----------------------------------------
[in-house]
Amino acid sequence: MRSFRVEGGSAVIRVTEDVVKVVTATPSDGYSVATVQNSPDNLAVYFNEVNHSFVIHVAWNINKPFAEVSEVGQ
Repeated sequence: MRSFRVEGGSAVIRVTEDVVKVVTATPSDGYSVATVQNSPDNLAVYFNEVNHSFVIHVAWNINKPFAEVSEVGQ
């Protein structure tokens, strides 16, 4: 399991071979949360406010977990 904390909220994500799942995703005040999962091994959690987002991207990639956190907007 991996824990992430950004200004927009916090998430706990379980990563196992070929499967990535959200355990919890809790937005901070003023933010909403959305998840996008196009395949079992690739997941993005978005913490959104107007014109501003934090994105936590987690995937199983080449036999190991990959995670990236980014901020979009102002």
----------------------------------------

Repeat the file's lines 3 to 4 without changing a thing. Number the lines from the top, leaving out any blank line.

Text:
Repeated sequence: MRSFRVEGGSAVIRVTEDVVKVVTATPSDGYSVATVQNSPDNLAVYFNEVNHSFVIHVAWNINKPFAEVSEVGQ
């Protein structure tokens, strides 16, 4: 399991071979949360406010977990 904390909220994500799942995703005040999962091994959690987002991207990639956190907007 991996824990992430950004200004927009916090998430706990379980990563196992070929499967990535959200355990919890809790937005901070003023933010909403959305998840996008196009395949079992690739997941993005978005913490959104107007014109501003934090994105936590987690995937199983080449036999190991990959995670990236980014901020979009102002």